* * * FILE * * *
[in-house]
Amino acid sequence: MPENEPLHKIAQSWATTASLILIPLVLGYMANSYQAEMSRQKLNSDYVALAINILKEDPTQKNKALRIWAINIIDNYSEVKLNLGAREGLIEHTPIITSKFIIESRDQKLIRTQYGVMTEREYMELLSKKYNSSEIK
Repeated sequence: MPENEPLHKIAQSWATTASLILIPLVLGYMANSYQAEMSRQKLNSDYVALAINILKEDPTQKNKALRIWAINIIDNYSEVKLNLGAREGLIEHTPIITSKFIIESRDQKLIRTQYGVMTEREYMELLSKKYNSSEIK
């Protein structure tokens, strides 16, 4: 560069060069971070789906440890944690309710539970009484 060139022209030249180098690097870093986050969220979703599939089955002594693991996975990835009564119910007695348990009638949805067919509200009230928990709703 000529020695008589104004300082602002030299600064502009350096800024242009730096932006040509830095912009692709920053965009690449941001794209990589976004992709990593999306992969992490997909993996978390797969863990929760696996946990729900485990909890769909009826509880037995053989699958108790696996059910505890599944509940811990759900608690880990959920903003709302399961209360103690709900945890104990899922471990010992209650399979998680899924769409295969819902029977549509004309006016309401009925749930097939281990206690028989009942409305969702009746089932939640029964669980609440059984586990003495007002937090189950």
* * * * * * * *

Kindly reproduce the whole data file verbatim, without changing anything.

[in-house]
Amino acid sequence: MPENEPLHKIAQSWATTASLILIPLVLGYMANSYQAEMSRQKLNSDYVALAINILKEDPTQKNKALRIWAINIIDNYSEVKLNLGAREGLIEHTPIITSKFIIESRDQKLIRTQYGVMTEREYMELLSKKYNSSEIK
Repeated sequence: MPENEPLHKIAQSWATTASLILIPLVLGYMANSYQAEMSRQKLNSDYVALAINILKEDPTQKNKALRIWAINIIDNYSEVKLNLGAREGLIEHTPIITSKFIIESRDQKLIRTQYGVMTEREYMELLSKKYNSSEIK
């Protein structure tokens, strides 16, 4: 560069060069971070789906440890944690309710539970009484 060139022209030249180098690097870093986050969220979703599939089955002594693991996975990835009564119910007695348990009638949805067919509200009230928990709703 000529020695008589104004300082602002030299600064502009350096800024242009730096932006040509830095912009692709920053965009690449941001794209990589976004992709990593999306992969992490997909993996978390797969863990929760696996946990729900485990909890769909009826509880037995053989699958108790696996059910505890599944509940811990759900608690880990959920903003709302399961209360103690709900945890104990899922471990010992209650399979998680899924769409295969819902029977549509004309006016309401009925749930097939281990206690028989009942409305969702009746089932939640029964669980609440059984586990003495007002937090189950």